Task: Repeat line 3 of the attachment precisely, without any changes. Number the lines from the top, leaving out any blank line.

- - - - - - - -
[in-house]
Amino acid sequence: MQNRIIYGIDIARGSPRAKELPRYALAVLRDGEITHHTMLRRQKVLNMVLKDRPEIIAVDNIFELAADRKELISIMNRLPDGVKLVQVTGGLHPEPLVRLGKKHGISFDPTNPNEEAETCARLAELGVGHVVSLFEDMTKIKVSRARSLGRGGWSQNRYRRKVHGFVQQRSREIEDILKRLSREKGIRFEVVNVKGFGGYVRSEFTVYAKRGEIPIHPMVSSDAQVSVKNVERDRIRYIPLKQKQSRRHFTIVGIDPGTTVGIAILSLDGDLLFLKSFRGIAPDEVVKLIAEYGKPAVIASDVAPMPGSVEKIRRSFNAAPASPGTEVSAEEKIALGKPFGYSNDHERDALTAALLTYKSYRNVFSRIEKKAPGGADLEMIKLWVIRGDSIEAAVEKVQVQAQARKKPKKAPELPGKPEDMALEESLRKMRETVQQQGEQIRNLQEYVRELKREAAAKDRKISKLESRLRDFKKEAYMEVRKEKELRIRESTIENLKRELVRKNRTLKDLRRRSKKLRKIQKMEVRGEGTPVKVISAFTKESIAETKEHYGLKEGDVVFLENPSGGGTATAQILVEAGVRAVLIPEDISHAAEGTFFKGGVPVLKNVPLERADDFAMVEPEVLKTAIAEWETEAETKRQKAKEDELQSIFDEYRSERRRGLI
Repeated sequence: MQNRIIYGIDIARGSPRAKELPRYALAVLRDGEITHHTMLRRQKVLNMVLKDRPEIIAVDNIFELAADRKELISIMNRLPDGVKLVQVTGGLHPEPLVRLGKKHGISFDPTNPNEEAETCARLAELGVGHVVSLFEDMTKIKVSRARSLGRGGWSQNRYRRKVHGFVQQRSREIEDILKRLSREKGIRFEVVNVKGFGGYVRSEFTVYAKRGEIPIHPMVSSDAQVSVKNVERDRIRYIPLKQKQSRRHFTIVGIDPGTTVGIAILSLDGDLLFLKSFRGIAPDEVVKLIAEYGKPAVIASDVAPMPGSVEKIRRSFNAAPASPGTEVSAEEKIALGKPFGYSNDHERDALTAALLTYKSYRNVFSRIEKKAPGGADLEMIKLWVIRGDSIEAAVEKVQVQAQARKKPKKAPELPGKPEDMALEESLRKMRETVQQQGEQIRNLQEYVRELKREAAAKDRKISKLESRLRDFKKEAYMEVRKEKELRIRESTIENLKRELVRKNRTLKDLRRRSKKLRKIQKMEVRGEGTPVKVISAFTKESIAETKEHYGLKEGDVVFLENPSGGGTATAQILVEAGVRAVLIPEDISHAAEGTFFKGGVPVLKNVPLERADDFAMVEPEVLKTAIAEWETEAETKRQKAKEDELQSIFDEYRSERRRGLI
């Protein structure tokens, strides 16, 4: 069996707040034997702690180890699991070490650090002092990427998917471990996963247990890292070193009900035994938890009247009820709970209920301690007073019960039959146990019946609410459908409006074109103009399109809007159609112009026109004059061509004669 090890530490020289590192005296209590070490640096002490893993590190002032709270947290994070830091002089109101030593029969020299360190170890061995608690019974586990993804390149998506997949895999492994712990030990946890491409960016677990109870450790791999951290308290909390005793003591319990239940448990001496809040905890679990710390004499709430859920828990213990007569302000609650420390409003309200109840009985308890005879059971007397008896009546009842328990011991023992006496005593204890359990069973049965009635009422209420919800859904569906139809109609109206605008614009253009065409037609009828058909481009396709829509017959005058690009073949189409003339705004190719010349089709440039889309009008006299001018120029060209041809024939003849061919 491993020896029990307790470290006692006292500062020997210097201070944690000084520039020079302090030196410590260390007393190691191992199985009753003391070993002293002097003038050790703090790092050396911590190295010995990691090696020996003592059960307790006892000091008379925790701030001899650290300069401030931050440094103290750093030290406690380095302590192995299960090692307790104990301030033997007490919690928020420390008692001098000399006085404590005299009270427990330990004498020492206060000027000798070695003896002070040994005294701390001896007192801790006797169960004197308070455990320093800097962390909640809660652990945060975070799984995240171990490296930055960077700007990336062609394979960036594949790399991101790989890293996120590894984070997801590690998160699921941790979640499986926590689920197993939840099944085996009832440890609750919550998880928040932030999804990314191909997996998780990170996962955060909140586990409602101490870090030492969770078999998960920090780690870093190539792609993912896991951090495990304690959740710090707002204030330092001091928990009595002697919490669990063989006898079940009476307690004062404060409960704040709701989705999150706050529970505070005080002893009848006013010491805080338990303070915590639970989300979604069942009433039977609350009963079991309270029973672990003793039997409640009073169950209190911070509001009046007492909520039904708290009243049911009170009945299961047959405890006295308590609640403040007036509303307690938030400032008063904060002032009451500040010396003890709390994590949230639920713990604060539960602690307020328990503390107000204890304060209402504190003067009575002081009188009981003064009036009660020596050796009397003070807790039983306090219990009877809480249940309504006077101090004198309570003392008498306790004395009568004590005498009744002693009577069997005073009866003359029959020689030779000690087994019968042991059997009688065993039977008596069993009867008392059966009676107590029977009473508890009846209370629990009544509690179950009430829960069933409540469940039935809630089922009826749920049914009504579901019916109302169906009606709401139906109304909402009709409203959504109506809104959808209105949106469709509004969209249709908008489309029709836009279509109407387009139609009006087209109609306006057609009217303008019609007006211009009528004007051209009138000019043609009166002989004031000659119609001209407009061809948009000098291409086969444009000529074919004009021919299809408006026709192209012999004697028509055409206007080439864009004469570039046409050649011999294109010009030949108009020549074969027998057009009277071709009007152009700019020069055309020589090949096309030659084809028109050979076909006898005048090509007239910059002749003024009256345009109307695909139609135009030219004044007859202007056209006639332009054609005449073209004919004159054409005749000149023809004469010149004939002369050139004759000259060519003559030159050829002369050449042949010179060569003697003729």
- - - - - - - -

Repeated sequence: MQNRIIYGIDIARGSPRAKELPRYALAVLRDGEITHHTMLRRQKVLNMVLKDRPEIIAVDNIFELAADRKELISIMNRLPDGVKLVQVTGGLHPEPLVRLGKKHGISFDPTNPNEEAETCARLAELGVGHVVSLFEDMTKIKVSRARSLGRGGWSQNRYRRKVHGFVQQRSREIEDILKRLSREKGIRFEVVNVKGFGGYVRSEFTVYAKRGEIPIHPMVSSDAQVSVKNVERDRIRYIPLKQKQSRRHFTIVGIDPGTTVGIAILSLDGDLLFLKSFRGIAPDEVVKLIAEYGKPAVIASDVAPMPGSVEKIRRSFNAAPASPGTEVSAEEKIALGKPFGYSNDHERDALTAALLTYKSYRNVFSRIEKKAPGGADLEMIKLWVIRGDSIEAAVEKVQVQAQARKKPKKAPELPGKPEDMALEESLRKMRETVQQQGEQIRNLQEYVRELKREAAAKDRKISKLESRLRDFKKEAYMEVRKEKELRIRESTIENLKRELVRKNRTLKDLRRRSKKLRKIQKMEVRGEGTPVKVISAFTKESIAETKEHYGLKEGDVVFLENPSGGGTATAQILVEAGVRAVLIPEDISHAAEGTFFKGGVPVLKNVPLERADDFAMVEPEVLKTAIAEWETEAETKRQKAKEDELQSIFDEYRSERRRGLI